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I read in easyDNS that, in order to set up reverse DNS, "The IP block must be delegated to our nameservers by your ISP." Is that always the case? What if you decide to host your name servers? Will adjusting the PTR records suffice? Some discussions on the web lead me to think that it isn't.

After these boolean questions (in particular if the answers are negative), please feel free to elaborate the DNS 101 concepts behind them. In my no-background mind, it looks like you are "given" that IP address (say, by your VPS hosting company), and that you should be able to "tell the world" that, having reached that IP, it corresponds to domain example.com.

Thanks!

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2 Answers 2

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It depends on the provider and its policies. Normally, you will not delegated reverse DNS authority without you having some large block of continuous IP space. If it's just normally one to eight IPs, you won't get control over it. In that case the ISP will handle reverse DNS.

In most hosting situations you must send in a support ticket to contact the ISP/Upstream/Datacenter/Etc to update the PTR record. But, some providers, like Softlayer, allow you modify it yourself via a control panel.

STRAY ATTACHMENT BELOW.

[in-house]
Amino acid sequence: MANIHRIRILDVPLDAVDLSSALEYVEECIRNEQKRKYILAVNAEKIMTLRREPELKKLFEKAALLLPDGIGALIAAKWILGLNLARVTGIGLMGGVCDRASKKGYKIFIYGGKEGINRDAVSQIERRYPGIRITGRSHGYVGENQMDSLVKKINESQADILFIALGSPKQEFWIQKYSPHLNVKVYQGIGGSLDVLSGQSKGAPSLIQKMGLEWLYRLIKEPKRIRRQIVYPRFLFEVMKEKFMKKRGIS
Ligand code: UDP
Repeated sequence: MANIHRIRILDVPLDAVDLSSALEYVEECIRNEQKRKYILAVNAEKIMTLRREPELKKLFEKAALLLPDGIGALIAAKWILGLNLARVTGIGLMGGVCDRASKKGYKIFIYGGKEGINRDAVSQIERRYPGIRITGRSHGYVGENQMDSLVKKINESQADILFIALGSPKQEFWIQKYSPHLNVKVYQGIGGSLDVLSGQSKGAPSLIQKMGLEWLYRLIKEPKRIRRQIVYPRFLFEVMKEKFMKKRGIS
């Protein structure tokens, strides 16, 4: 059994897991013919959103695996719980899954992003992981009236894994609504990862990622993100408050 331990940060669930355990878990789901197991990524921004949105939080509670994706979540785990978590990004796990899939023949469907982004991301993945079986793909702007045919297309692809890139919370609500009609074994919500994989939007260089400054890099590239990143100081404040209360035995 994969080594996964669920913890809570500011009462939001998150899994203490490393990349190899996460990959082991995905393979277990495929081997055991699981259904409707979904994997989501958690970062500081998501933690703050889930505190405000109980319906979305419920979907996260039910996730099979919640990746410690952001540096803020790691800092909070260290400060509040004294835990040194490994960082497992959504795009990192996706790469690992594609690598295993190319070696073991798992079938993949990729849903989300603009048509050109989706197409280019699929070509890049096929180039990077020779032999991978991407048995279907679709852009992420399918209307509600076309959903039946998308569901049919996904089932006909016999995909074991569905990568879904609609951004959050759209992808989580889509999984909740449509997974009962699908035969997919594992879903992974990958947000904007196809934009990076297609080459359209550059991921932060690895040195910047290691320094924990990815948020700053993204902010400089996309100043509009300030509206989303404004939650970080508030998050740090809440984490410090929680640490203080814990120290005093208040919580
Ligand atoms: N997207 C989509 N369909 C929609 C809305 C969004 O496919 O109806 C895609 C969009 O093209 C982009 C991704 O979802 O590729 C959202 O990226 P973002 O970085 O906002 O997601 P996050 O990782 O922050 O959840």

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Thanks for your answer (not enought reputation to upvote you). I'm clearly clueless about DNS architecture, but it seems to me unfair that the party that "rented" this IP address (even if it is just one IP) cannot make the IP -> domain mapping without interference. I will read enough about it to understand it... some day! –  eze Nov 6 '10 at 23:01
    
RDNS should be something you set once and not touch for a long time, if you want to change your PTR often, without human verification, most hosts would probably think you were a spammer. –  Justin Bieber Nov 6 '10 at 23:51
    
@user59240 it's not "unfair", it's just that reverse DNS was designed before classless subnetting (CIDR) and so the zone boundaries are to the nearest /8, /16 or /24. –  Alnitak Jan 10 '12 at 9:49

Reverse DNS, just like forward DNS, is divided with dots. Reverse DNS gets formatted somewhat oddly -- 1.0.0.127.in-addr.arpa. -- which presents issues for breaking up a subnet on anything other then historical classful boundries (ie, splitting on a dot.) If you have anything smaller than a /24, you'll typically only be able to change reverse DNS via a control panel or ticket to your provider.

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